The most sophisticated fear the theological implications because you can draw a straight doctrinal line from Adam and Eve to Jesus. The doctrinal reason why Jesus had to die was to absolve us from the state of sin we are born into because of the original sin of Adam and Eve. No Adam and Eve means no original sin and Christ’s death becomes pointless. The ‘original sin’ idea makes little sense but let’s consider it for the moment.
Albert Mohler, president of Southern Baptist Theological Seminary in Louisville, says that rebellious choice infected all of humankind.
“When Adam sinned, he sinned for us,” Mohler says. “And it’s that very sinfulness that sets up our understanding of our need for a savior.
Mohler says the Adam and Eve story is not just about a fall from paradise: It goes to the heart of Christianity. He notes that the Apostle Paul (in Romans 5 and 1 Corinthians 15) argued that the whole point of Jesus’ crucifixion and resurrection was to undo Adam’s original sin.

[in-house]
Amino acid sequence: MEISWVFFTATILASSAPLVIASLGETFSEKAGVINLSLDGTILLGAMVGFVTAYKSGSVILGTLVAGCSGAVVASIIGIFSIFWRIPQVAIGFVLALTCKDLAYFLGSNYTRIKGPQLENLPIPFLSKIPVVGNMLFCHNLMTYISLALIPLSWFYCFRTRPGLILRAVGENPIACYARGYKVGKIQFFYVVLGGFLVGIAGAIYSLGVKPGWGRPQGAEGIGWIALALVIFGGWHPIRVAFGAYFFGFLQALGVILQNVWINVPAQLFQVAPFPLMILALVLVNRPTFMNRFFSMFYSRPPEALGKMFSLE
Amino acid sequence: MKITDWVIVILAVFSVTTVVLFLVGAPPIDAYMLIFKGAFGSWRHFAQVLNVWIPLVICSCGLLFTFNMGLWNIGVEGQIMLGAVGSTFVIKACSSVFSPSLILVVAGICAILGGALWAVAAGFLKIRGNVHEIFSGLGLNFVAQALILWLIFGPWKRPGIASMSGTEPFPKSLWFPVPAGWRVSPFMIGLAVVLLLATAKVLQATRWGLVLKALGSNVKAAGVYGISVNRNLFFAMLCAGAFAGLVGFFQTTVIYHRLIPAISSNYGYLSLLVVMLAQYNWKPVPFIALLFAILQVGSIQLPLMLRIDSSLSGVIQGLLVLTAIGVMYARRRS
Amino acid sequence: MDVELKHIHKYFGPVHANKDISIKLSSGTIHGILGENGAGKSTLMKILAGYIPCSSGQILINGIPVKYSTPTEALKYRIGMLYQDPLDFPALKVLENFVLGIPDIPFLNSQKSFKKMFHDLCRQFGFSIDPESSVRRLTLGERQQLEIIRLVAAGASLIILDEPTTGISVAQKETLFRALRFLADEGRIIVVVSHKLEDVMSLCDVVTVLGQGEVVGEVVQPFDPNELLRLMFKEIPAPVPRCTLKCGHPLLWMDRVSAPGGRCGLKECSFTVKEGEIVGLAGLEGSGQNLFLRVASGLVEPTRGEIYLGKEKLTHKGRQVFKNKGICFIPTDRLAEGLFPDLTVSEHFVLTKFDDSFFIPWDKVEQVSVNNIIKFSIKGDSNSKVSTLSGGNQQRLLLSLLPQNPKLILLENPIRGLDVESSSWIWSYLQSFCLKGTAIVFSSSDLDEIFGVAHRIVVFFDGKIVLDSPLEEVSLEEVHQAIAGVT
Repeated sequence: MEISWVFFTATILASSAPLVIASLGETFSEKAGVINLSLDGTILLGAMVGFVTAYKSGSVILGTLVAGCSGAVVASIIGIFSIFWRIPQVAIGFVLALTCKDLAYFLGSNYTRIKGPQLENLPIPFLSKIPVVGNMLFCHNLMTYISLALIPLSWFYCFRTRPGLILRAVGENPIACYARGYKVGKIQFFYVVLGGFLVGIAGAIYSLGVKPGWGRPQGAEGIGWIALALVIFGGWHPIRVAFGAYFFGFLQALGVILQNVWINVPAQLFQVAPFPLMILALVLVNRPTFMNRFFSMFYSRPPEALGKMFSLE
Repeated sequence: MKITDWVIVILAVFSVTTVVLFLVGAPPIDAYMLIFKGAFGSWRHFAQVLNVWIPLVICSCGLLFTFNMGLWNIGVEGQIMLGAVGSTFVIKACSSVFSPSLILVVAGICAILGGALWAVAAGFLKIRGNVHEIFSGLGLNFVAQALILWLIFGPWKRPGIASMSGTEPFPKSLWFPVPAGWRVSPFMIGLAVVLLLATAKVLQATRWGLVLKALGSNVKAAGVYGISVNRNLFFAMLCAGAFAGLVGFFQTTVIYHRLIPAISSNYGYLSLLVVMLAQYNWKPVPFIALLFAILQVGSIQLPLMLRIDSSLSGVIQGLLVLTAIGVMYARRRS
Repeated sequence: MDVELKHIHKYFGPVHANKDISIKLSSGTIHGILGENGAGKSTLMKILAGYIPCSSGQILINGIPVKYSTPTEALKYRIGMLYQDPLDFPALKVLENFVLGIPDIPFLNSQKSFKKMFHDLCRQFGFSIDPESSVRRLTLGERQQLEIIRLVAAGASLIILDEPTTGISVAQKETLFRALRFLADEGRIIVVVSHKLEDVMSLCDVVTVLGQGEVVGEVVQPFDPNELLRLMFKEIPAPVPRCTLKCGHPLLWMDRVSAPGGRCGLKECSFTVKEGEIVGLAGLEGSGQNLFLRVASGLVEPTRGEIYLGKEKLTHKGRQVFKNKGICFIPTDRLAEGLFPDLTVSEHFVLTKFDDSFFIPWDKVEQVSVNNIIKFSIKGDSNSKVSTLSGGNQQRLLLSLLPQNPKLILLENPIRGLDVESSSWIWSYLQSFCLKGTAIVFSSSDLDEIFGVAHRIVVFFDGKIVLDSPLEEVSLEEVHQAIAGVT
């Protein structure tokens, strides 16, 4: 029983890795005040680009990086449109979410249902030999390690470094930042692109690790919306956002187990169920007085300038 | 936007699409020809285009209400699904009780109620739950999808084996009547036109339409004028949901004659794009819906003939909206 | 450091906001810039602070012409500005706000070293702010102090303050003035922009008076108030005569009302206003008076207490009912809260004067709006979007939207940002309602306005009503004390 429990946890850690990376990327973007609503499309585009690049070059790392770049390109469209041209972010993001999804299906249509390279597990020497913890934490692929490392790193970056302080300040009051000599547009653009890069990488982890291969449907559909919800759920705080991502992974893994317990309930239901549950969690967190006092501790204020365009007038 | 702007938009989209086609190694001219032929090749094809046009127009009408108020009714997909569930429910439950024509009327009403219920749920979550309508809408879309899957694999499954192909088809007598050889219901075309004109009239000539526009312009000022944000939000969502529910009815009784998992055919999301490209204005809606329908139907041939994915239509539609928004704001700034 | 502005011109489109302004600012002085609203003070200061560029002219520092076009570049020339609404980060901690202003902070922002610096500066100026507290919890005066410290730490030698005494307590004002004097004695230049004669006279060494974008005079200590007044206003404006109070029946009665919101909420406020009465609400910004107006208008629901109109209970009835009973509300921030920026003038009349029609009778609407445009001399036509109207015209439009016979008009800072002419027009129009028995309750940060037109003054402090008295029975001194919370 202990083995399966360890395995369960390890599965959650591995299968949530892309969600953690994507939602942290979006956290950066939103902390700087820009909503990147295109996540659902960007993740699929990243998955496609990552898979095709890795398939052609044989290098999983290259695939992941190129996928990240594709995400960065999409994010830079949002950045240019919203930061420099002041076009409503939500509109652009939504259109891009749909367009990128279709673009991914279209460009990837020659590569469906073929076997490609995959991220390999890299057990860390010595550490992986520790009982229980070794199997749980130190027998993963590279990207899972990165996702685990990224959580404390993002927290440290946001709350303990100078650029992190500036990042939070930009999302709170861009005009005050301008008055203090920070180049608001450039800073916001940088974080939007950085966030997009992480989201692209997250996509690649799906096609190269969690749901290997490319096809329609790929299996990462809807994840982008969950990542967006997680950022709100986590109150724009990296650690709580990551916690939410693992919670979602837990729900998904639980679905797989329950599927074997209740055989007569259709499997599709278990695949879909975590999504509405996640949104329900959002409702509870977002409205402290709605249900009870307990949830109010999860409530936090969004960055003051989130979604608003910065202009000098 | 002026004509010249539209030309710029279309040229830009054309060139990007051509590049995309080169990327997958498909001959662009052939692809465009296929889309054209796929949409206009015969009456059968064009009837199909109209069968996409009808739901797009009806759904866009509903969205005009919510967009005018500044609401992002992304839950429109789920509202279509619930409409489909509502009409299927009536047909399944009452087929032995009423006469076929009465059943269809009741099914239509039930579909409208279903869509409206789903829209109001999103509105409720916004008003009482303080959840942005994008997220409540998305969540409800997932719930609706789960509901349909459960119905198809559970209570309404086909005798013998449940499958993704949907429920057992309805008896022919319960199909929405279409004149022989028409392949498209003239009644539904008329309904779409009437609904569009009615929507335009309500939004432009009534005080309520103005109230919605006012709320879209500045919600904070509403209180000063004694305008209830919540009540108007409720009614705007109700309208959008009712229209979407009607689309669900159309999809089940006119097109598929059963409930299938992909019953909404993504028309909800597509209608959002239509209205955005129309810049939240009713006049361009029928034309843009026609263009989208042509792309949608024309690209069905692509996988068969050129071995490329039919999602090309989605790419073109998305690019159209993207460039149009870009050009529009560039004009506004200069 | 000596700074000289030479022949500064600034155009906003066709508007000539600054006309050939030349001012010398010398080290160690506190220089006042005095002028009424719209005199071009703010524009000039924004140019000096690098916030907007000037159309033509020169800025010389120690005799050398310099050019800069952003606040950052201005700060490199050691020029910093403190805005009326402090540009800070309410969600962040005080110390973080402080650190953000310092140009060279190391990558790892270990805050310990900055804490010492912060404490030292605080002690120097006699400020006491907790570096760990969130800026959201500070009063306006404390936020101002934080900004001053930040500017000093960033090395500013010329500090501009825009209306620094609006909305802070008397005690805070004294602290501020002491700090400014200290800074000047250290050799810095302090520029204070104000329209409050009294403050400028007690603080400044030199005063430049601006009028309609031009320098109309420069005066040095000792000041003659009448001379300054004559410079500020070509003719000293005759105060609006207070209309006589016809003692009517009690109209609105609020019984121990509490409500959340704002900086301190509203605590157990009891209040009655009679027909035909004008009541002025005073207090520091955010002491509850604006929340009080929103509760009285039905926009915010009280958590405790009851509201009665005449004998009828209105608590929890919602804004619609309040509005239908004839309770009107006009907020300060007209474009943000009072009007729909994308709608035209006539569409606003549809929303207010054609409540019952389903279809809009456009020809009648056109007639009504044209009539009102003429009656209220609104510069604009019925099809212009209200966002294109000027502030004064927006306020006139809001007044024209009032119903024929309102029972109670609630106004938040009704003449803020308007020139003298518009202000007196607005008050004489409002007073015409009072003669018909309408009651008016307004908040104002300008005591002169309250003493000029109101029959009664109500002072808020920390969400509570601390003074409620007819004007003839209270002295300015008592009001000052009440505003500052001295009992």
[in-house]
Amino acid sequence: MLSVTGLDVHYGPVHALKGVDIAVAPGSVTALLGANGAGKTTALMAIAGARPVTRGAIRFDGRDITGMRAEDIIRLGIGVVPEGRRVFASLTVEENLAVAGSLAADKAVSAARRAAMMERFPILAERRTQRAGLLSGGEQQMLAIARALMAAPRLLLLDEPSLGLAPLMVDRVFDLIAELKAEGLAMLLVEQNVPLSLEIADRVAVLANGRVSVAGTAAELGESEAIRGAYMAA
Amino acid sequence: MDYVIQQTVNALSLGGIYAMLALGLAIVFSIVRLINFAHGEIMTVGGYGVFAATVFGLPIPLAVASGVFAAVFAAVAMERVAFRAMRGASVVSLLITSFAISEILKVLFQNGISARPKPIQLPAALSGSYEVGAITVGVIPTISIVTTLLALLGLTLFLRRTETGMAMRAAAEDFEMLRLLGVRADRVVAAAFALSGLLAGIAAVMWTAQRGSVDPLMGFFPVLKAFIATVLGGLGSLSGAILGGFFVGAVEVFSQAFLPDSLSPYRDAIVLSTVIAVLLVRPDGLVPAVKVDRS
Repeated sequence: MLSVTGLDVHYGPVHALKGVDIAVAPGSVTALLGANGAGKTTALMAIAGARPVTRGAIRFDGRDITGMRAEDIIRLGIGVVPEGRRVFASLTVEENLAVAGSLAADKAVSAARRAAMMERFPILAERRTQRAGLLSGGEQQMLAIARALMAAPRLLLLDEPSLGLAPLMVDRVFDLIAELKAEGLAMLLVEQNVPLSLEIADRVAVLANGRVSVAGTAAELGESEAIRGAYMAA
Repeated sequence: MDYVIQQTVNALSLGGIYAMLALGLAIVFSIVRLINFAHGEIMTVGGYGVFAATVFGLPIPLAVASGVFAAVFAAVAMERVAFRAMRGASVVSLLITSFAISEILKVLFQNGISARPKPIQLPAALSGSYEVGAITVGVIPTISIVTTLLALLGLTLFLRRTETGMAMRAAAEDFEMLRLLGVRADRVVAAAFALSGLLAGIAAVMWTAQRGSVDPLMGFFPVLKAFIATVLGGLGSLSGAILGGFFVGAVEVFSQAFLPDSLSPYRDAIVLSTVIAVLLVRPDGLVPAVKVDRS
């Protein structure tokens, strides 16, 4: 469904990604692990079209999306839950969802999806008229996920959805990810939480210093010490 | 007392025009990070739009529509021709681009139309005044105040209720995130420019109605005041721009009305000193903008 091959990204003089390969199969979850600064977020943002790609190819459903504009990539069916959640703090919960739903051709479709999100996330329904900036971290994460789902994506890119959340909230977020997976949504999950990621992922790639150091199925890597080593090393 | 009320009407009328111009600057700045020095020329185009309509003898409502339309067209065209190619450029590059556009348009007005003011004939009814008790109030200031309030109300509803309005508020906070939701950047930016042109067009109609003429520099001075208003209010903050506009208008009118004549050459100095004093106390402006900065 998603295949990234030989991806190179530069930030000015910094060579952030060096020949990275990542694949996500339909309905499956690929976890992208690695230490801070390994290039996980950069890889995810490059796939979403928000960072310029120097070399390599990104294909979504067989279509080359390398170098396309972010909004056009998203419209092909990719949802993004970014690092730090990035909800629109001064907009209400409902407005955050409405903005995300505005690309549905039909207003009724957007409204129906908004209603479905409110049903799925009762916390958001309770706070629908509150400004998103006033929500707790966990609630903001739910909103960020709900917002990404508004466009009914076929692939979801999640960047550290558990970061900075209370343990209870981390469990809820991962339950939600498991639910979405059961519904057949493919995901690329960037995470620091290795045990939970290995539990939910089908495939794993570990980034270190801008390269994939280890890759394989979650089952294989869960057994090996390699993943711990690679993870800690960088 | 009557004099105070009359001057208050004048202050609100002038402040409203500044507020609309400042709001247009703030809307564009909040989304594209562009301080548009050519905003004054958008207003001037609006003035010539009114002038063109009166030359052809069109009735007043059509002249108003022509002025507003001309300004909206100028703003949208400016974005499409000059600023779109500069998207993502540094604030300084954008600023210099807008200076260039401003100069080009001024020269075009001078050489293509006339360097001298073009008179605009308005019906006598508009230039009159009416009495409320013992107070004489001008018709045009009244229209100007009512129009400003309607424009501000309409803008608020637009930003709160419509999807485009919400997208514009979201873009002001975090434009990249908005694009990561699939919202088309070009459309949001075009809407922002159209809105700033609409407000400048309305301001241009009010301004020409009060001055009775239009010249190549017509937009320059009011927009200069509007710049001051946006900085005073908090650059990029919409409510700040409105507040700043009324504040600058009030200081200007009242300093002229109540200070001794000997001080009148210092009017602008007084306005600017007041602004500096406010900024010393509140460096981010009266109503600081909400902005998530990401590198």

The problem is that almost all of Christian and other religious doctrines were created in the ages before the advent of modern science, which we can mark as the arrival of Copernicus and Galileo, and hence are the product of times when a small and young geocentric universe seemed eminently plausible. As science has developed, either the Bible has to be re-interpreted or doctrines have had to be revised. There is usually a lag time for this process with only those scientific facts that have been absorbed into popular culture and thus cannot be denied without being ridiculed being used for this revisionist process. So, for example, the idea that the universe is not geocentric is now undeniable as is the fact that the universe is vast. Biblical reinterpretation has accommodated those changes to persuade believers that there is no contradiction of these facts with a literal reading of the Bible, though the arguments are strained, to put it mildly. But the main point is that the scientific fact is accepted. You can see why the Big Bang theory was such a relief to religious people because at least this idea that the universe was created at some instant of time had parallels with the Bible story, and required no major revision.